Predictive analytics can help insurers understand and manage their risks better, with a clear impact to their bottom line.  With some extra work, insurers can enjoy the benefits of lower risk uncertainty and increased capital efficiency.   This would enable the company to be more profitable, provide more affordable products and increase dividends to shareholders.


Image source: Pixabay

[1] See EIOPA’s advice on USPs, in page 18:

[2] An application in Long Term Care:

[3] Bayesian Analysis in Forecasting Insurance Loss Payments:

[4] See Markus’ blog, “mage’s blog”


[6] Different undertakings could see different results depending on their specific figures. This is just an illustration.




Using Data Analytics to Increase Cross-selling

calculator-385506_1280One of the many advantages of a composite insurer is the company-wide customer base that can be targeted with a range of product offerings.  A customer who purchased a life insurance policy may also be interested in motor or home insurance.

However, it is often difficult for insurance  companies to leverage the potential of cross-selling.  As of 2015, the insurance industry averages 2 products per customer.  Leading insurance companies are prioritising cross-selling, with Aviva announcing a target of 3 products per customer (Aviva currently averages 1.7 per customer).[1]

In comparison, some banks have reached excellent levels of cross-selling.  Wells Fargo is a good example of a company that is successfully capitalising on this opportunity.  In 2012 they averaged 5.9[2] products per customer in retail banking when, to put it in perspective, three years before, USAA was at the top of the cross-selling league with 3.9 products per customer[3].

Wells Fargo has accomplished this by changing the company culture[4] but this is a big task for anyone who wants to replicate that success.  In contrast, some banks have embraced data analytics as a faster, cost-effective means to achieve the same result.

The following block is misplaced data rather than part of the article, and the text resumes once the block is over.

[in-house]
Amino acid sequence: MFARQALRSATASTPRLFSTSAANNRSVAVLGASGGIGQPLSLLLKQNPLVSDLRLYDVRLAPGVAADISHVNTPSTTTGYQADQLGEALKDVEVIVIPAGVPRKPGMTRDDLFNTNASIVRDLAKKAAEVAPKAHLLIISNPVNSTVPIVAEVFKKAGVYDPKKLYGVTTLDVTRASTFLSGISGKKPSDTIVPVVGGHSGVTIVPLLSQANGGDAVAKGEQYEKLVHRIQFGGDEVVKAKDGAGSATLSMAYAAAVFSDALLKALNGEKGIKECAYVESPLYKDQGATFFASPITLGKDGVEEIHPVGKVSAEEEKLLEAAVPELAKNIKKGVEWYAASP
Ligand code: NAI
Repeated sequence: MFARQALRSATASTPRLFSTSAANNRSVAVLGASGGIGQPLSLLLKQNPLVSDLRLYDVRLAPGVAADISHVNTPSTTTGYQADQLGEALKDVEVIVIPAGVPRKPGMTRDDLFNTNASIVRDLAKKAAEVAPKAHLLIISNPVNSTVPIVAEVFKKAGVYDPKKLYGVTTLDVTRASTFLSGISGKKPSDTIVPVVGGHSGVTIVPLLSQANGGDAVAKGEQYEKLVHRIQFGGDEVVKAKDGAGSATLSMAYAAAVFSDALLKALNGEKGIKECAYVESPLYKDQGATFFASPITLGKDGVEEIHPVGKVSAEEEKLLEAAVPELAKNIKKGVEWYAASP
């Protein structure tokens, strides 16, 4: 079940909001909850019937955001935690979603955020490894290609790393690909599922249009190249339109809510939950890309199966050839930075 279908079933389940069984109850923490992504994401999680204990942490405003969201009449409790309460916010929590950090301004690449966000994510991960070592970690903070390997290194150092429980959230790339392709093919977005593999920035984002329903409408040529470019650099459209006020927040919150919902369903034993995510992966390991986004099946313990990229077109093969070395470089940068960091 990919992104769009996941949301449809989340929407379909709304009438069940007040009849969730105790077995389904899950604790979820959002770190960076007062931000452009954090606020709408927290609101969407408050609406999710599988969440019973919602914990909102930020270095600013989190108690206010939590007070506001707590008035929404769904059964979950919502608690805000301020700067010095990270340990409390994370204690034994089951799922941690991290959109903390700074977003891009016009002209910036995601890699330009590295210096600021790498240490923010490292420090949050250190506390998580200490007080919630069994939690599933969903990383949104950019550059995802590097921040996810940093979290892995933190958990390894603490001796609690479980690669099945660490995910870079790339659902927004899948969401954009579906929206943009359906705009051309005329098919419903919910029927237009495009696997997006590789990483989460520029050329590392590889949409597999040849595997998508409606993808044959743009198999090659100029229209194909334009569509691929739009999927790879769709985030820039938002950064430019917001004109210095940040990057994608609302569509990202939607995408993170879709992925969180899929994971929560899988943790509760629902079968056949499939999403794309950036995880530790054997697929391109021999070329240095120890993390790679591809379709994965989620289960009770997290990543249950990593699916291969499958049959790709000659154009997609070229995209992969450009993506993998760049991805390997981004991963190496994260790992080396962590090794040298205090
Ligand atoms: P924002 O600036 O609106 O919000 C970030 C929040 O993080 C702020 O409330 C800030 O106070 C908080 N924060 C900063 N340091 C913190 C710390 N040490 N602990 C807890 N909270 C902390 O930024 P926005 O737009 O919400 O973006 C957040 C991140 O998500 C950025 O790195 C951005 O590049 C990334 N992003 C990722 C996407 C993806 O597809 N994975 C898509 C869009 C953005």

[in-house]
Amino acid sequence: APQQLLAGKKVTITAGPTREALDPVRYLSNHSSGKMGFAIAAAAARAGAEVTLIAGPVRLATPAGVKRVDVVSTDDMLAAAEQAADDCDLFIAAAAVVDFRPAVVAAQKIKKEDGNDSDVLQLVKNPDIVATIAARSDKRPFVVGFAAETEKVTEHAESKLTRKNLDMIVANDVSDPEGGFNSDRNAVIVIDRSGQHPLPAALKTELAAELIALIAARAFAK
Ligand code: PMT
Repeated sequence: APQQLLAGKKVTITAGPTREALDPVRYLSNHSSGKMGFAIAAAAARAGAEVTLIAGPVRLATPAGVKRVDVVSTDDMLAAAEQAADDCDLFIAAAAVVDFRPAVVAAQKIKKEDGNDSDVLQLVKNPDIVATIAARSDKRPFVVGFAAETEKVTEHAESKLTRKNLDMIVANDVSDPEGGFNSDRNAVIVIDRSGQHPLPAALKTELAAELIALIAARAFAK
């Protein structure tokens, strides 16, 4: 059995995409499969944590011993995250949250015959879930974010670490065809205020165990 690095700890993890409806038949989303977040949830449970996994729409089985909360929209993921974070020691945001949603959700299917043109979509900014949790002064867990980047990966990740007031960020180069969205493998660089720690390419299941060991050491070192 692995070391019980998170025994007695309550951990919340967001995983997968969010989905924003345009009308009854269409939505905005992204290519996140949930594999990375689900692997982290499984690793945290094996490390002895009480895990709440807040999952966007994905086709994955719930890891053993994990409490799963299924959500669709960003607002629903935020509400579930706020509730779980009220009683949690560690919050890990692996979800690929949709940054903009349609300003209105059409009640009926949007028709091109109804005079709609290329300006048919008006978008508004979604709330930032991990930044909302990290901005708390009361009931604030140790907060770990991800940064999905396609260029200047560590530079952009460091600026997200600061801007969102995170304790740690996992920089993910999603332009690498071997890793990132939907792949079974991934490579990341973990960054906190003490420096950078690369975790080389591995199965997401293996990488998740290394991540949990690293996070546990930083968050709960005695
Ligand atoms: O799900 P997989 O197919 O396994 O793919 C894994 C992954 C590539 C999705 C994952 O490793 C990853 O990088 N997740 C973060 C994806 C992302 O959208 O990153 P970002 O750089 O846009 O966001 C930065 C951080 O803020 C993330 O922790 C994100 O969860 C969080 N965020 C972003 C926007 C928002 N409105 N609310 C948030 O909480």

Spanish banks BBVA and Bankinter are great examples of the value that analytics can add to an organisation.

Bankinter has embedded data analytics in their customer relationship management[5].  Revenue increased by more than 18% from 2001 to 2004 with 14% more customers, increasing profit per customer.  The number of products per customer reached 6.1 from a previous level of 5.5.  In addition, customers reported increased loyalty and satisfaction.

Similarly, analytics enabled BBVA to provide 4% more credit to small and medium business with no increase in default rates.  BBVA’s data analytics centre generates actionable insight that is useful not just to the bank but also to retailers.  By sharing this data with retailers, the bank is expecting to indirectly generate more business for the bank[6].

Anyone who has bought something at Amazon has seen data analytics for cross-selling in action and will be familiar with “customers who bought this item also bought…”  That is Amazon’s way to present you with products their data suggests you may also buy.  In fact, Amazon reported in 2006 that 35% of their sales were due to cross-selling.[7]

An insurance company can adopt customer analytics and have similar success by leveraging its customer base and finding opportunities for cross-selling.

Predictive modelling allows an insurer to identify customers likely to switch to a competitor or those at particular stages in their life cycle who are likely to purchase an additional product.  It can also identify the characteristics of those policyholders holding more of the company’s products and detect customers with whom you may form a long-term and profitable relationship.

The more products you sell to individuals, the more profitable those customers are and the more likely they are to remain your customers in the long term.  Data analytics is a cost-effective tool to help increase sales from your existing customer base in a competitive environment where winning market share is increasingly difficult or can only be achieved at the expense of profitability.

If you found this interesting, you may also want to check this presentation Predictive Analytics for Customer Targeting – A Banking Telemarketing Example


Image source: Pixabay

[1] See:

[2] See Forbes magazine:

[3] See American Banker:

[4] See Forbes magazine:



[7] See: